But, what’s really worrying for me, is that drawing a link between the social conservatism of a past decade and the economic policies government’s pursued during them only helps the Donald Trumps and Nigel Farages of this world. While the social gains made by marginalised groups in no way lead to the losses made by working people and organised labour, it is likely some people do see a false connection. Older men in former pit villages, steelworking towns, and fishing and shipbuilding ports who remember a time when a school-leaver at 15 could reasonably expect by the age of 25 to have a steady job in a blue-collar industry that would allow him to keep a house must wonder what has gone wrong. It wouldn’t be difficult for them to think that when Bernard Manning was cracking gags about Asians on the telly things seemed alright for them; and now Asians are cracking gags about Bernard Manning on the telly they’re finishing their working life off in a warehouse for less money than they were seeing in their early 20s. Correlation is not causation: multiculturalism didn’t shut down the mines, or offshore industry; women’s liberation didn’t crush the unions; political correctness is not responsible for zero-hour contracts; but just because correlation is not causation does not mean someone seeing their life chances collapse as socially liberal forces were ascendant might not start to think that way. There is definitely causative correlation between those areas that have been kicked in the dick since the 1970s and those areas that voted heavily for Brexit. Or, to quote Richard Rorty’s chilling prediction:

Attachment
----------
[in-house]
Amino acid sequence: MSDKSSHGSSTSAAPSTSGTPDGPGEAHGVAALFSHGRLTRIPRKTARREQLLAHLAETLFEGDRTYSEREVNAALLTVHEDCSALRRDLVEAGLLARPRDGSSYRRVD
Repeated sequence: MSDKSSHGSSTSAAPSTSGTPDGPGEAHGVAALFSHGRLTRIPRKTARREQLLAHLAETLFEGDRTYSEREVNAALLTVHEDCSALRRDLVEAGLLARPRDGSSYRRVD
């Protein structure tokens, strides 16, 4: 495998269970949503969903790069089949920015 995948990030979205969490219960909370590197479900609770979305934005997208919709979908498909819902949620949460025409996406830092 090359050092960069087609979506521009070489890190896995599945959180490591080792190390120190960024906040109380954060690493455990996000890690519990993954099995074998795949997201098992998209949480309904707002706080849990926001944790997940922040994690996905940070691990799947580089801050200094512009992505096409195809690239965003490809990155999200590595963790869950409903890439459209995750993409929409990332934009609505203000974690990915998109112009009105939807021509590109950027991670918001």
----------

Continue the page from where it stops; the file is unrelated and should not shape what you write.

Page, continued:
Members of labor unions, and unorganized unskilled workers, will sooner or later realize that their government is not even trying to prevent wages from sinking or to prevent jobs from being exported. Around the same time, they will realize that suburban white-collar workers — themselves desperately afraid of being downsized — are not going to let themselves be taxed to provide social benefits for anyone else.
At that point, something will crack. The nonsuburban electorate will decide that the system has failed and start looking for a strongman to vote for — someone willing to assure them that, once he is elected, the smug bureaucrats, tricky lawyers, overpaid bond salesmen, and postmodernist professors will no longer be calling the shots.
One thing that is very likely to happen is that the gains made in the past forty years by black and brown Americans, and by homosexuals, will be wiped out. Jocular contempt for women will come back into fashion. The words “nigger” and “kike” will once again be heard in the workplace. All the sadism which the academic Left has tried to make unacceptable to its students will come flooding back. All the resentment which badly educated Americans feel about having their manners dictated to them by college graduates will find an outlet.
I can respect the fact that Jim Messina is eager to see ensure the people that are paying him incredibly handsomely get bang for their buck — particularly after his last gig saw him fuck up so badly the Italian Prime Minister struggled to get through his constitutional changes and had to resign. But I wish Jim would realise that attaching the flag of tolerance to the anchor of neo-liberalism would mean opposition to Trumpian bigotry, and decency towards all, including those who are different to us, would be dragged into the brine.